Rick Hellman
KU News Service

New Morse Code taps out tunes

Mon, 06/04/2018


LAWRENCE – There’s not a lot of repertoire for cello and percussion, so University of Kansas faculty members Hannah Collins and Michael Compitello, the cellist and percussionist, respectively, who form the duo New Morse Code, commissioned some of their favorite composers to write for them.

The result is the group’s first album, “Simplicity Itself,” released on CD late last year by New Focus Recordings.

“We create the repertoire to a large extent,” said Compitello, assistant professor of music. “There are some things, particularly from a famous percussionist and cellist who worked together in the 1990s. But most music we play is stuff we have commissioned and we have worked with the composer on, to some extent, either in the compositional process – bouncing ideas off of one another, workshopping a piece together, making changes together – or even at the foundational level.

“Our friends who are composers, we developed relationships together, traded music that we liked, went to concerts together, played together in some cases,” he said. “And so when we asked them to write a piece for us, it really became a piece for the two of us as people, instead of us as those two instruments.”

Some of the composers represented on the album are world-renowned, including 2013 Pulitzer Prize for Music winner Caroline Shaw and 2018 Guggenheim Fellowship recipient Tonia Ko.

“Most of the pieces we play now are written for our two personalities,” Compitello said. “On some – like Robert Honstein’s ‘Down, Down Baby’ – we play a single cello; I don’t even play percussion. And then you have a piece like ‘Unwind,’ which is another piece of Robert’s, where we are playing one marimba together.

“It’s really about the relationships that we have with composers and how we interact with them.”

Collins, also an assistant professor of music, said that many great works throughout classical music history have been inspired by the personal relationships between composers and particular performers.

“I like to be a part of that process in that way,” she said.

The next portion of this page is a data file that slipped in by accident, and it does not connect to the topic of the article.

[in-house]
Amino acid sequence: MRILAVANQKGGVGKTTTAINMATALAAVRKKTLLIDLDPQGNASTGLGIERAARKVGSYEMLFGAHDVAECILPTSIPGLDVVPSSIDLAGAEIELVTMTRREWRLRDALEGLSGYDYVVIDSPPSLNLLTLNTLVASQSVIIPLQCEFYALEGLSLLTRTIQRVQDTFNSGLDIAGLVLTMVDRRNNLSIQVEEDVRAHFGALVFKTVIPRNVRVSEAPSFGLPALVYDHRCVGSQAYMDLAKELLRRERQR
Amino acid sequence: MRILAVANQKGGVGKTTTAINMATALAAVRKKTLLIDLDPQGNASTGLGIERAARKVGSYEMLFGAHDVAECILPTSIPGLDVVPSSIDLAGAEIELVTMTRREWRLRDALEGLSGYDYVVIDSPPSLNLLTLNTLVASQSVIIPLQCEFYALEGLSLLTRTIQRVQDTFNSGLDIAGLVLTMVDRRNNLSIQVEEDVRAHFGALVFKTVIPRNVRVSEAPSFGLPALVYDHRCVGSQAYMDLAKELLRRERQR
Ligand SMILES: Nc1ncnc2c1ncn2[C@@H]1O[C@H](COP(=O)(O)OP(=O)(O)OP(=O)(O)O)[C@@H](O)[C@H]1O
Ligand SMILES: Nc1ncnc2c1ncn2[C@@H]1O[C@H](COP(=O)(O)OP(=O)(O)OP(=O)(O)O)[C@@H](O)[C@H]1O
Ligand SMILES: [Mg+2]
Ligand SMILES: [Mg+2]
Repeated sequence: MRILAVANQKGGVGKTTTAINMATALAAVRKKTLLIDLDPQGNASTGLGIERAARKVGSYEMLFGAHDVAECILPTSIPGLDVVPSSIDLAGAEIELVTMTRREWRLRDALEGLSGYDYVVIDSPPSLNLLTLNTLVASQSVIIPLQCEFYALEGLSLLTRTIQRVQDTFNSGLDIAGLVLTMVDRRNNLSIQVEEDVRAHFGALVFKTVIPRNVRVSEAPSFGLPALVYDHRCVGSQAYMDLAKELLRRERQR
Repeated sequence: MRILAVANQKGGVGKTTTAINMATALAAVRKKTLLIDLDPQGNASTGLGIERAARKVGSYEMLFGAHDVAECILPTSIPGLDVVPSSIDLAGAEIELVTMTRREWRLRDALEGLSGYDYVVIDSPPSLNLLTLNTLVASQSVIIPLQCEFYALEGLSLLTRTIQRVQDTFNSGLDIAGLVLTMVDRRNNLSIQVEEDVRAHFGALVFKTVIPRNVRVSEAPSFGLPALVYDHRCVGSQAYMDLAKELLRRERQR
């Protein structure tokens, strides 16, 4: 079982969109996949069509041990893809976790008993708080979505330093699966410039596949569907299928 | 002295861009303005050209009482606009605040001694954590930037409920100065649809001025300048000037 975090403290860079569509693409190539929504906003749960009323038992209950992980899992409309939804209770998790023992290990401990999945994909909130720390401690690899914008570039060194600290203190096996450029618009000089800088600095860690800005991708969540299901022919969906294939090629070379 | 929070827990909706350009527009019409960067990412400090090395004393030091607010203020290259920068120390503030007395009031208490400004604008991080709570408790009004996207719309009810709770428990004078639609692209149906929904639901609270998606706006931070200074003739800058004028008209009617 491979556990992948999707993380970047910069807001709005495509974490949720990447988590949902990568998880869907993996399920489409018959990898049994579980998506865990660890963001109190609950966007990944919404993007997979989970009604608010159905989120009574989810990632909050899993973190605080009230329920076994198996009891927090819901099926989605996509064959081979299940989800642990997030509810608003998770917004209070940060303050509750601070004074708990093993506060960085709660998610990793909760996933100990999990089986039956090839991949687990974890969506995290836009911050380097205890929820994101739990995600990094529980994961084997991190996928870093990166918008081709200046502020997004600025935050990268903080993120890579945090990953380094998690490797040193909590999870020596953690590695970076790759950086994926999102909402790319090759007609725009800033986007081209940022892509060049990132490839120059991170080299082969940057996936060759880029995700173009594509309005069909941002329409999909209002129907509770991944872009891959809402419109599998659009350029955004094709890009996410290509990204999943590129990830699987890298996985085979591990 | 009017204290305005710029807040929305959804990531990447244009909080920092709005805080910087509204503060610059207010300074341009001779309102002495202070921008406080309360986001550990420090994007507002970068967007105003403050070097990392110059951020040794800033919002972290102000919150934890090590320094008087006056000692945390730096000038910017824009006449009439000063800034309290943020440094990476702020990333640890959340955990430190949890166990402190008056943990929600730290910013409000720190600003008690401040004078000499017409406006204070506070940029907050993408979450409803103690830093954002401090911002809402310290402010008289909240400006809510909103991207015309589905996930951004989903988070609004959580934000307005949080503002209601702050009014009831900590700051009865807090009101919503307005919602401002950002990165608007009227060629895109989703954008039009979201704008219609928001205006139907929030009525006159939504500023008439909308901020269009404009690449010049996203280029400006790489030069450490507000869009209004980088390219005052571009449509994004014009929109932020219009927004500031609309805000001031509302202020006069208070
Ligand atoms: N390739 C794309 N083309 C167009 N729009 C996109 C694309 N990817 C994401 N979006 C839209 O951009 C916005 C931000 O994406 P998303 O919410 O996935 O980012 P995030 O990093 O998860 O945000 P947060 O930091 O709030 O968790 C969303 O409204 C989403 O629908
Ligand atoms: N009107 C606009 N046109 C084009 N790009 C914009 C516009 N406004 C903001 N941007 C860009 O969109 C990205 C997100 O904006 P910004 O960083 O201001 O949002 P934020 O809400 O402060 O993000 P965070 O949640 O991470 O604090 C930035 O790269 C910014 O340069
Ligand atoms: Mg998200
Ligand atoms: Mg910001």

She said the name of the group, New Morse Code, was inspired by the notion of communicating by tapping on something.

“The idea came from a friend of ours,” Collins said. “I liked it because it captured a little bit of our mission: sending information to people who are maybe miles apart using a sonic language.”

As to whether their group’s music is classical, Compitello and Collins aren’t quite sure. It’s written down, not improvised. But it’s new, so what makes it classical, if anything?

“Those boundaries are starting to break down,” Compitello said. The composers New Morse Code has worked with “don’t feel like they are not allowed to include a bit of bluegrass fiddling or a bit of plain, no-vibrato singing, or a rock drum beat, or an electric guitar riff that might be familiar to people, or a reference to a song a lot of people know.”

“I think we’re living in a really cool time now,” Compitello said, “when the border between contemporary music and what a pop performer like Bjork or Radiohead does is really pretty thin. You’re getting to the point now where the drummer for the rock band Wilco is sitting in the audience as the composer of a piece for solo percussion. The guitarist in Radiohead, Jonny Greenwood, is writing orchestral music. And Bryce Dessner, the guitarist for The National, has a degree in classical guitar from Yale and is writing percussion quartets.

“So rigid formalism is not necessarily as important anymore. The academy typically didn’t place as high a value on audience reception as on craft. Now, however, composers are allowing themselves to be more fluid with how their music expresses itself.”

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